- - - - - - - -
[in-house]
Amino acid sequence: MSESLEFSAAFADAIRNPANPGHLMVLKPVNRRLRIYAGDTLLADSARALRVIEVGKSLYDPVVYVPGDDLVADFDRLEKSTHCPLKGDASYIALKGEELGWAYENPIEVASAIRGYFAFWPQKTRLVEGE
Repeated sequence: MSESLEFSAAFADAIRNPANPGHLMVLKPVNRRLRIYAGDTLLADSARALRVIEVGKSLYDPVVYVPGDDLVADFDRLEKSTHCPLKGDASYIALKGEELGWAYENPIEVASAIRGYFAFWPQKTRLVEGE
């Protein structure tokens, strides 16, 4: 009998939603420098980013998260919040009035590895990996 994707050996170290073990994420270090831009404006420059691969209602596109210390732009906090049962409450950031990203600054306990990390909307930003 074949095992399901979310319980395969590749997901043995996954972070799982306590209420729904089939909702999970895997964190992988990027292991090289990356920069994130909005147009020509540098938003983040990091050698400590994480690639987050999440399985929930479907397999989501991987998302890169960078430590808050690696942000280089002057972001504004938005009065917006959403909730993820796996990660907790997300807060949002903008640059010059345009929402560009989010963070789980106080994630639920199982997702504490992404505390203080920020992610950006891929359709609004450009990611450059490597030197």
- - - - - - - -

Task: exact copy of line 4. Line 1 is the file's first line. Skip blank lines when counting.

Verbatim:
């Protein structure tokens, strides 16, 4: 009998939603420098980013998260919040009035590895990996 994707050996170290073990994420270090831009404006420059691969209602596109210390732009906090049962409450950031990203600054306990990390909307930003 074949095992399901979310319980395969590749997901043995996954972070799982306590209420729904089939909702999970895997964190992988990027292991090289990356920069994130909005147009020509540098938003983040990091050698400590994480690639987050999440399985929930479907397999989501991987998302890169960078430590808050690696942000280089002057972001504004938005009065917006959403909730993820796996990660907790997300807060949002903008640059010059345009929402560009989010963070789980106080994630639920199982997702504490992404505390203080920020992610950006891929359709609004450009990611450059490597030197």